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Post-extraction pain, or periosteitis, begins as the local anesthetic agent wears off. The pain begins to diminish, most of the time, within 12 hours. The prescription of nonsteroidal anti-inflammatory drugs will provide analgesia and comfort while the pain subsides over 1 to 2 days. Narcotic analgesics may occasionally be required for the first 24 to 48 hours.

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Pain that develops 2 to 4 days after the tooth extraction most likely indicates a localized alveolar osteitis or a dry socket. A dry socket occurs most commonly with the extraction of the third mandibular molar, but can be associated with any tooth that has been extracted. The pain is quite severe in nature. The signs of an infection are absent.

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The etiology or the pathogenesis of a dry socket is not clear.1–6 It is believed to be caused by an increased level of fibrinolysis of the blood clot in the socket before the clot has had the time to be replaced by granulation tissue. The clot falls out of the socket and exposes the bony surface of the socket to the oral cavity. The exposed bone is extremely sensitive, resulting in severe pain.1–4 The extraction site may emit a foul odor and the patient often complains of a bad taste in their mouth.1,2

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The single and utmost therapeutic goal of alveolar osteitis is to relieve the patient’s pain during the healing process. This procedure should be performed on all patients with a dry socket.

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There are no contraindications to the management of a dry socket.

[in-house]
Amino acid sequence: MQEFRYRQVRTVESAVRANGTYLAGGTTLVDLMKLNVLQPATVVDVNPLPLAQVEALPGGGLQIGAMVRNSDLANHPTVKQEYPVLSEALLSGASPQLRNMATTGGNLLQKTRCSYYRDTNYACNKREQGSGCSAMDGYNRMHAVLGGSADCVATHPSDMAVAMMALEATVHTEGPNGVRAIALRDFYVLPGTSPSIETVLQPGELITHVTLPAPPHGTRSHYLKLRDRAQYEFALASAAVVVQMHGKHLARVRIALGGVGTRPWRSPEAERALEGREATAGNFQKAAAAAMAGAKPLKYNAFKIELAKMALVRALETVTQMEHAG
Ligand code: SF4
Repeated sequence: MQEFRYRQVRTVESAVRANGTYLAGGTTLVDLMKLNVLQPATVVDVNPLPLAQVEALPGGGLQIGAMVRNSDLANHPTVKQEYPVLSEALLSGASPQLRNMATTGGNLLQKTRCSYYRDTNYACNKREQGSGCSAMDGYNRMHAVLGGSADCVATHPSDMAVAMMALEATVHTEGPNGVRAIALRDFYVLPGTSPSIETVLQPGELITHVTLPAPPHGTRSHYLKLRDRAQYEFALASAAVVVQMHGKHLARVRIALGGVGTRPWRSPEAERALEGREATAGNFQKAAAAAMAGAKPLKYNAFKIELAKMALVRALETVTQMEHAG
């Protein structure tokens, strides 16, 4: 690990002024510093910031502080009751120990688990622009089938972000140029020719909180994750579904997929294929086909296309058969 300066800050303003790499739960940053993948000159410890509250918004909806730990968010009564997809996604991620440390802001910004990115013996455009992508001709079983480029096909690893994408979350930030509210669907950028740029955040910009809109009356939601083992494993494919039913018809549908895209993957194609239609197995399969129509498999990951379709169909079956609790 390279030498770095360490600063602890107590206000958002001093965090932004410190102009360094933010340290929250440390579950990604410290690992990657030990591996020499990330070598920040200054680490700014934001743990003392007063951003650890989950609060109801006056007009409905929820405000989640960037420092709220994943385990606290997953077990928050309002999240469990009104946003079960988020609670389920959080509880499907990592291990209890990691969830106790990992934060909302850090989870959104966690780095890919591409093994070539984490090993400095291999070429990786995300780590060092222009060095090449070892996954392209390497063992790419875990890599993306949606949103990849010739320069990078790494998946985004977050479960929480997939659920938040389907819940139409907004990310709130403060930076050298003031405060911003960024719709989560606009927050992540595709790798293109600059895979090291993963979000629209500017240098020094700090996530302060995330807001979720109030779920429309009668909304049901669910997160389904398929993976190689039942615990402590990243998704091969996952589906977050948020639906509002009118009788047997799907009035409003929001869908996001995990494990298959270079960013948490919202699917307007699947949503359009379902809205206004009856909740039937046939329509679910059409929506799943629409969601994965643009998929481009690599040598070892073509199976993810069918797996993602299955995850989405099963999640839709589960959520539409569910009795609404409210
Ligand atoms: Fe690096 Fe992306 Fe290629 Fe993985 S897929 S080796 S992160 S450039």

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  • Dental mirror
  • 2×2 gauze squares
  • Scissors
  • Dry socket paste
  • Gelfoam
  • Irrigating syringe
  • Normal saline solution
  • Frazier suction catheter
  • Suction source and tubing
  • Forceps
  • Iodoform ribbon gauze
  • Eugenol-impregnated ribbon gauze
  • Oil of cloves

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Explain the risks, benefits, potential complications, and aftercare to the patient and/or their representative. A signed consent is not required for this procedure. Place the patient sitting upright or supine. A multipositional dental chair is ideal and allows for a variety of positions to visualize the affected tooth. This procedure may be accomplished with no anesthesia. Consider performing a dental block to temporarily alleviate the patient’s pain and allow the procedure to be accomplished with minimal discomfort, and increase the level of patient satisfaction. Refer to Chapter 154 for the complete details regarding dental anesthesia and analgesia. Consider obtaining radiographs to rule out a retained root tip or other foreign material.

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Identify the defective tooth. Gently and thoroughly irrigate the socket with normal saline to remove any debris. Pack dry socket paste into the socket. Dry socket paste is composed of balsa wood fragments saturated with eucalyptol and looks like chewing tobacco. Completely fill the socket with the dry socket paste. The patient will experience almost instant pain relief if a dental block was not performed. Place a piece of Gelfoam on top of the dry ...

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